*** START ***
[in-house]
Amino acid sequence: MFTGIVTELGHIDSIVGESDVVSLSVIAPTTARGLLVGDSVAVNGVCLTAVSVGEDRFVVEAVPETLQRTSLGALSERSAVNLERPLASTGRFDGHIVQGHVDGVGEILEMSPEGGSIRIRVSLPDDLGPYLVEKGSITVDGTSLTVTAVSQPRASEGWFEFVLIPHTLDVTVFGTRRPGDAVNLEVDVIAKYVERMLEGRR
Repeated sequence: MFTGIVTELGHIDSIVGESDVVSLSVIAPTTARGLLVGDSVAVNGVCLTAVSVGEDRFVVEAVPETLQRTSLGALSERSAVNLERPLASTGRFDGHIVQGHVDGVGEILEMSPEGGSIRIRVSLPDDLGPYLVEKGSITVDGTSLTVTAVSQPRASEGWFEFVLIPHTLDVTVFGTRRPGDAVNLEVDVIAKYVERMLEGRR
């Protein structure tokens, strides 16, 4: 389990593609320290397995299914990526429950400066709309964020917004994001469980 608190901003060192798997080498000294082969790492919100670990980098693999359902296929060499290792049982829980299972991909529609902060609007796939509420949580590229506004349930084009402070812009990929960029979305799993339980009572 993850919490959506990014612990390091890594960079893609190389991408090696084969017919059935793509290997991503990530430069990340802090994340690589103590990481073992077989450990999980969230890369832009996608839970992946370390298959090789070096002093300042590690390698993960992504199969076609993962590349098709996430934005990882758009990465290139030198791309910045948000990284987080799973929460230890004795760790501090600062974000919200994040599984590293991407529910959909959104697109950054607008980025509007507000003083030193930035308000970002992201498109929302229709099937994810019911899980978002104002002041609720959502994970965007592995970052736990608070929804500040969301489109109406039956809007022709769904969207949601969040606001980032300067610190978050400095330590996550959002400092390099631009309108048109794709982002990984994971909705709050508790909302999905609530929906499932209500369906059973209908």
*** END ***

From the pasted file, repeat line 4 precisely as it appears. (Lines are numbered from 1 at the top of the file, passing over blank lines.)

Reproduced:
């Protein structure tokens, strides 16, 4: 389990593609320290397995299914990526429950400066709309964020917004994001469980 608190901003060192798997080498000294082969790492919100670990980098693999359902296929060499290792049982829980299972991909529609902060609007796939509420949580590229506004349930084009402070812009990929960029979305799993339980009572 993850919490959506990014612990390091890594960079893609190389991408090696084969017919059935793509290997991503990530430069990340802090994340690589103590990481073992077989450990999980969230890369832009996608839970992946370390298959090789070096002093300042590690390698993960992504199969076609993962590349098709996430934005990882758009990465290139030198791309910045948000990284987080799973929460230890004795760790501090600062974000919200994040599984590293991407529910959909959104697109950054607008980025509007507000003083030193930035308000970002992201498109929302229709099937994810019911899980978002104002002041609720959502994970965007592995970052736990608070929804500040969301489109109406039956809007022709769904969207949601969040606001980032300067610190978050400095330590996550959002400092390099631009309108048109794709982002990984994971909705709050508790909302999905609530929906499932209500369906059973209908």